Patrick Brown, one of my old bookstore compatriots, is now living in Iowa, a circumstance that affords him a lot of reading time. Here are his favorite reads of the year:Non-Fiction (and Best overall for the year): Means of Ascent: The Years of Lyndon Johnson, Vol. 2 by Robert Caro. This biography, which is one part Western, one part Shakespearean political tragedy ala Richard III, is among the best books I’ve ever read. In 1948 Lyndon Johnson ran a do-or-die campaign for the US Senate against the most popular man in Texas political history — former governor and all-around-bad-ass Coke Stevenson. It really must be read to be believed.Rounding out the top five non-fiction books are (in order): Master of the Senate (part 3 of the LBJ series), Blood Horses: Notes of a Sportswriter’s Son by John Jeremiah Sullivan (a dreamy, meandering ode to horse culture and fatherhood), The Path to Power (part 1 of the LBJ series), and Vermeer in Bosnia by Lawrence Weschler.Best Fiction I’ve read this year: Morte D’Urban by JF Powers. While not as off-beat or quite as funny as Powers’s other novel Wheat That Springeth Green, Morte D’Urban succeeds in being an entertaining and tender novel about a priest who’s ambition to take over his dying religious order’s leadership lands him in rural Minnesota. Like Wheat That Springeth Green, the book is a conversion tale of sorts. Don’t let the subject matter scare you away.The rest of the top fiction 5: Any Human Heart by William Boyd, Our Man in Havana by Graham Greene, Jimmy Corrigan by Chris Ware, and You Remind Me of Me by Dan Chaon. I haven’t been reading enough new fiction. Shame on me.I’ve embarked upon my annual holiday excursion to the East Coast. Sporadic posting is likely but all possible effort will be made to keep The Millions rolling along.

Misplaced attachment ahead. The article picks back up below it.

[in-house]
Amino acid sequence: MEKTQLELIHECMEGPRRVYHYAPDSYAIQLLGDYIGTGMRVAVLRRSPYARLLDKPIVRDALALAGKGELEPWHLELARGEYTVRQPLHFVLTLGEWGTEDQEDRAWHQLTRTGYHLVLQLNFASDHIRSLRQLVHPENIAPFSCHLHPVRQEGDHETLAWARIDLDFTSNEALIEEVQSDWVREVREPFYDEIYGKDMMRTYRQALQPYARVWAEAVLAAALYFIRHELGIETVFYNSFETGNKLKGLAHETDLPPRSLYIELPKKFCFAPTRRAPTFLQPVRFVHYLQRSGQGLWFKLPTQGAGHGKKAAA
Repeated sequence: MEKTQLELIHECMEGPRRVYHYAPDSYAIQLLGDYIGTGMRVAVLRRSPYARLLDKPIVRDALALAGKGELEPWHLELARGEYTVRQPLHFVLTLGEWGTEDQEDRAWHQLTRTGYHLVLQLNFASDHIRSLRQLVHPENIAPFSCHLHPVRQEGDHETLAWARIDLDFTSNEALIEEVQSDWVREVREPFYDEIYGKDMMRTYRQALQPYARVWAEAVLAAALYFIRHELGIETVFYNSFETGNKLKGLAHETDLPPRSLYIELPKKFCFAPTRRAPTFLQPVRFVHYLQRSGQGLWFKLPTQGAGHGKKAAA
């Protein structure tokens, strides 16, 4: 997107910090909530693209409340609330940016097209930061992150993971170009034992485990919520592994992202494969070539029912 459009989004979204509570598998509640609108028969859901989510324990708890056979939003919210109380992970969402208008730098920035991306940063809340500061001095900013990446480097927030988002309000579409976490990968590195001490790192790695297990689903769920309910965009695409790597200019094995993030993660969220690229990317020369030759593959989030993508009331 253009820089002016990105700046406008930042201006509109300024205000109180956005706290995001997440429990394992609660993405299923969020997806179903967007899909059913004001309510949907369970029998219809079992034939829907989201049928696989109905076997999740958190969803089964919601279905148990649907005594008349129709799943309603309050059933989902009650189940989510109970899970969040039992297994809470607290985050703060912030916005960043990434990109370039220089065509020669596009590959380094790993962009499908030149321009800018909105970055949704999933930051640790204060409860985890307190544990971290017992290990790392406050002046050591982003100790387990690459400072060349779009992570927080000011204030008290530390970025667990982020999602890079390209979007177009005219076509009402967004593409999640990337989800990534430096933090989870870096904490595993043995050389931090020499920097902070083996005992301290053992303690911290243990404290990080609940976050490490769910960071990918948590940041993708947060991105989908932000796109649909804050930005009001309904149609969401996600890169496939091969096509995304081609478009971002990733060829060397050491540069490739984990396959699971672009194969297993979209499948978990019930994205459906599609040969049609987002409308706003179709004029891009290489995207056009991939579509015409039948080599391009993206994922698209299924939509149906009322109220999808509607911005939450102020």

A little more than 10 years ago a couple of Wall Street Journal reporters got together to write about the calamitous rise and fall of RJR Nabisco, an episode that would epitomize the back room shenanigans of a decade of junk bonds and hostile takeovers. They ended up with fantastic book called Barbarians at the Gate, which was later made into a decent HBO movie of the same title. The book is a thrilling account of cutthroat billion dollar deals, and gross misappropriation of funds, like when the CEO has the company plane pick up his dog to keep him company at a golf tournament. Now, after barely a pause it seems, there are again dozens of stories of greed to be told, starting of course with the biggest one of all, Enron. Once again two Wall Street Journal reporters have used their singular knowledge and access to tell the story of the bust that has come to define the boom that preceded it. Rebecca Smith and John R. Emshwiller are the reporters who originally broke the story, and their book 24 Days, is as much about the collapse of Enron as it is about the investigative journalism that uncovered this massive fraud.On the way to work I caught the tail end of an interview with Richard Polsky. He was talking about how tremendously juvenile the world of high end modern art collectors, gallery owners, and artists can be. He was illustrating the point with a story about how a food fight erupted at a gallery, and an extremely expensive Ed Ruscha painting was marred by a grease stain from a thrown chicken wing. He describes this and the many other antics he encountered on his quest to purchase his first piece of modern art in his book I Bought Andy Warhol, which is, from everything I’ve heard, a tremendously funny jab at the inner circle of modern art.I read Jimmy Corrigan: The Smartest Kid on Earth by Chris Ware about two months ago, and it continues to infect my brain as few other books have. Reading the book felt like a view into the psyche of writer and artist and character, a comic more real than a dream yet somehow just slightly less real than life. I was delighted to see that Chronicle Books that will allow me to further delve into the world of Jimmy Corrigan. Acme Novelty Datebook is the collected sketches of Ware from when he was writing Jimmy Corrigan. There are many things packed onto the pages: sketches for Jimmy Corrigan, great little sight gags and five or six panel comics that lead into a pleasant oblivion, and a lot of stuff that seemingly comes from nowhere and leads to nowhere, but is fascinating to look at. The book is beautiful. I can’t wait to spend more time with it.Three Pt. 2 (Advice for Those Abroad)My buddy Cem is trying to figure out what to do next. He’s currently in northwestern Thailand near the border with Burma. Help me help him decide what to do. Here are his three options:1. Stay in town and teach English to Burmese Refugees. Commitment: 2 months2. Move to the border town of Mae Sot and work with 10 young guys who live in a shack in the woods and produce an anti government magazine that they circulate in the refugee camps, internationally, and in Burma. Also teach english to Shan and Wa and Karen exile youth part time. Commitment: 3 months3. Pack up and head into Burma itself for 3 weeks doing major research for a big article, also purchasegood to sell at home (laquerware, etc). Record everything in Arabic script. Work on article and get published via NY contacts. Leave for Cairo or the beach when I get back.(I’m leaning towards option three by the way)